A trip to New York is not complete without a Broadway show, in my opinion. But at upwards of $80 a ticket, the cost is too high for our modest budget. With a little flexibility, there is a way to cut that price in half. Every day of the week in Broadway there’s a show playing and the goal is to have a full house each night. To do this, TKTS Broadway will sell the rest of the unsold tickets the day of a show at half price! These half-priced tickets can be bought at 10am by calling TKTS Broadway or visiting the ticket booth. **WHEN BUYING TICKETS BE SURE TO ASK FOR WHEELCHAIR SEATING** as this is a different ticket than the ones otherwise sold. The night before you can scroll through the website to see what’s playing and see if tickets are available the next day. You possibly may not get to see some of the great headliner shows and that’s where a little flexibility is needed. We got the chance to see Cirque de Solei Paramour this way, which was an incredible show and well worth the $30 ticket/person.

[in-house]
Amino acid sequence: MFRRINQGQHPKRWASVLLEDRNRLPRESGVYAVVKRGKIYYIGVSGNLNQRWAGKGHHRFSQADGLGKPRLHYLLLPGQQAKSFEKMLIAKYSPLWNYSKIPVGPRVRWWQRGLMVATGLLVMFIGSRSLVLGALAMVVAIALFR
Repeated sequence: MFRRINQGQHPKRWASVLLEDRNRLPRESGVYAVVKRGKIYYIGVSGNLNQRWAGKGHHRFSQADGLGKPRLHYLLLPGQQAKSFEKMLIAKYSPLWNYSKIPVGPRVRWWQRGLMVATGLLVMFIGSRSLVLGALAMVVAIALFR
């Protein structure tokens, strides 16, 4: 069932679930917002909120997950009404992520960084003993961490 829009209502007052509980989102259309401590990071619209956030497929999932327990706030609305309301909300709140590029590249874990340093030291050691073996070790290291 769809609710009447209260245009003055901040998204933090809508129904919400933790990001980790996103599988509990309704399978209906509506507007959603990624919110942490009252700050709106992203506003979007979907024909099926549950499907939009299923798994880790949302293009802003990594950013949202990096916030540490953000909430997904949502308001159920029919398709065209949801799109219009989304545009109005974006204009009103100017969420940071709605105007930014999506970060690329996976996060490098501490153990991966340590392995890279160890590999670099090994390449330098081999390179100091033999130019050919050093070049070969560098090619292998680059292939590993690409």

Before enjoying the show, we had our cocktails overlooking Times Square and then strolled the two blocks over for a night at the theatre!

But Maybe She Wheel NYC
The greatest view of NYC can be found at the World Trades Center Building and Memorial. Take some time to read the names of the victims of 9/11 in the looking ponds before venturing up the tallest building the America


Grade-A Comedy at a Cheapskate Price

If Broadway is not your thing, visiting a comedy club is also a great way to enjoy the vibrant theatre community of New York. One of my favorite comedians, Amy Poehler, helped to start a comedy club school in New York called the Upright Citizens Brigade. Performers from the UCB Theatre have gone on to host and write for shows including Saturday Night Live, Tonight Show with Jimmy Fallon, The Daily Show, Veep, Crazy Ex-Girlfriend, Inside Amy Schumer, and more . The Club has grown and has locations in the East Village and Chelsea. Schedules are posted each week with little blurbs about the skit and performers. Tickets are RIDICOUSLY cheap, as is the beer served for each show. A nice perk is the wheelchair seating is right in the front row!